Like Plum Pudding, this dessert is really a cake. Generations ago, it was prepared and then dumped in a bag of any material a family had. Being tied as tightly as possible, it was then dunked in a pot of boiling water and left for an hour or so to “steam”. When it was removed from the pot and the bag, this dense cake was as prized as a Cracker Jack prize. Well, maybe back in the 70s, how bout “was prized as a new ps3”. Boy how times have changed.
Here is a recipe that my father, Chef Jack Bailey, prepared many, many times over the years. He told me that his father, the first Yankee Chef, made this for years at the restaurants he was employed in. I do have a recipe for Toffee Pudding dating back in my family to 1888 and it is almost exactly made the same way, using raisins instead of dates and substituting molasses in lieu of brown sugar. I have got to try it soon, but in the meantime, try this time-honored classic Christmas dish and you will see why it has withstood the test of many kitchens.
Sticky Toffee Pudding
This comforting Pudding lives up to its name! Serves 6 to 8.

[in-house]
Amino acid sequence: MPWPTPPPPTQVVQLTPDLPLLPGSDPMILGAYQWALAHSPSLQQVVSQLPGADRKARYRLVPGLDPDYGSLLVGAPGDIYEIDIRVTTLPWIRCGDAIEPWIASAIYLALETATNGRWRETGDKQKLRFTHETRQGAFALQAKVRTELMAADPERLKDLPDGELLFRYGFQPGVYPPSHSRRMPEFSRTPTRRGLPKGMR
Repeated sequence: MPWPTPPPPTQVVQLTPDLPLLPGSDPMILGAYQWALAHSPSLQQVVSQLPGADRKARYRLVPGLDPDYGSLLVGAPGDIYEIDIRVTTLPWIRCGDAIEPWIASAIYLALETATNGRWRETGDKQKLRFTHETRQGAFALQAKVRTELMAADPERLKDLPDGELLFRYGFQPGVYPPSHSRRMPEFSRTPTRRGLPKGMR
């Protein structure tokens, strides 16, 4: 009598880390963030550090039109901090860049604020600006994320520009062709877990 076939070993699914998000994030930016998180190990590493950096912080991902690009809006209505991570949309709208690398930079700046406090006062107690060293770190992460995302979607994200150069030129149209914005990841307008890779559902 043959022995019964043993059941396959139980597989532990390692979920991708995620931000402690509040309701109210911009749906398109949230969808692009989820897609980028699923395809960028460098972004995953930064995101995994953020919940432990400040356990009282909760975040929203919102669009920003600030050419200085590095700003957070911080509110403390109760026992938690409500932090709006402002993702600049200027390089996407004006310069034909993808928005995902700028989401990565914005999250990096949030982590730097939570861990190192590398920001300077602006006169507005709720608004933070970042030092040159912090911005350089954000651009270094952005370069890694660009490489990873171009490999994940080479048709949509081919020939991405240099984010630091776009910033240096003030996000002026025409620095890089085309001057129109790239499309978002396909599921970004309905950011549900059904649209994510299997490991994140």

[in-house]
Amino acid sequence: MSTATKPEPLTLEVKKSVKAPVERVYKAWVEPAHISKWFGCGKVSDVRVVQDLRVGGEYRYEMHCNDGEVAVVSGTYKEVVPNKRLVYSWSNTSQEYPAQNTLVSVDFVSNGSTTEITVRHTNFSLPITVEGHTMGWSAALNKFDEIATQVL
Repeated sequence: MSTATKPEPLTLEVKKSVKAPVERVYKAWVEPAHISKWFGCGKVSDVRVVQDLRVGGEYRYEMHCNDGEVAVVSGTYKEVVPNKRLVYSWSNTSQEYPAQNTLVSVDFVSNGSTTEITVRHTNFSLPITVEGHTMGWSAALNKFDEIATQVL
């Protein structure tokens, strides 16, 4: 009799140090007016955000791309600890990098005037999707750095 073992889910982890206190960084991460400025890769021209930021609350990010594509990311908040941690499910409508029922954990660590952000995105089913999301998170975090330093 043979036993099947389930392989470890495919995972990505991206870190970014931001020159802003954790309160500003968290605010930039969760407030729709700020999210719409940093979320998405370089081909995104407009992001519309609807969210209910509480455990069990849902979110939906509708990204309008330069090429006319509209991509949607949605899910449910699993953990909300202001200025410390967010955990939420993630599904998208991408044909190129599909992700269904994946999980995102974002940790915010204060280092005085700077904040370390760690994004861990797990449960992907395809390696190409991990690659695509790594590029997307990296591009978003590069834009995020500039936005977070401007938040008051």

1 c. heavy or whipping cream
1 1/4 c. butter or margarine
2 1/4 c. brown sugar
6 oz. pitted dates(try orange or raspberry-kissed dates as well)*
1 1/4 c. apple juice or cider, boiling
1 t. vanilla
1 1/2 c. flour
2 t. baking powder
Preheat the oven to 350° F. Line an pie or cake pan with wax paper and spray it well with nonstick cooking spray. Place cream, 1 cup of the butter and 1 3/4 cups of the brown sugar in a saucepan on medium heat. Boil for 5 minutes, until the sauce begins to turn brown and thicken slightly. Pour half into the prepared pan. Save the rest of the sauce.
Place dates in a bowl and add boiling apple juice, mix and let cool. Place the remaining butter , the remaining sugar and vanilla in an electric mixer. Beat on medium high for about 5 minutes, until well creamed. Beat in the eggs, then stir in the date mixture.
Combine flour and baking powder in a bowl. Fold into the egg mixture until evenly incorporated. Pour into the pan and bake in the oven for 20 minutes. Turn down the oven to 300° F and bake for an additional 20-25 minutes, until golden brown and firm when touched lightly.
*And yes, you can substitute raisins or figs for the dates.
To serve: Slice it as you would pie and place on individual plates. Drizzle with the warmed reserved sauce.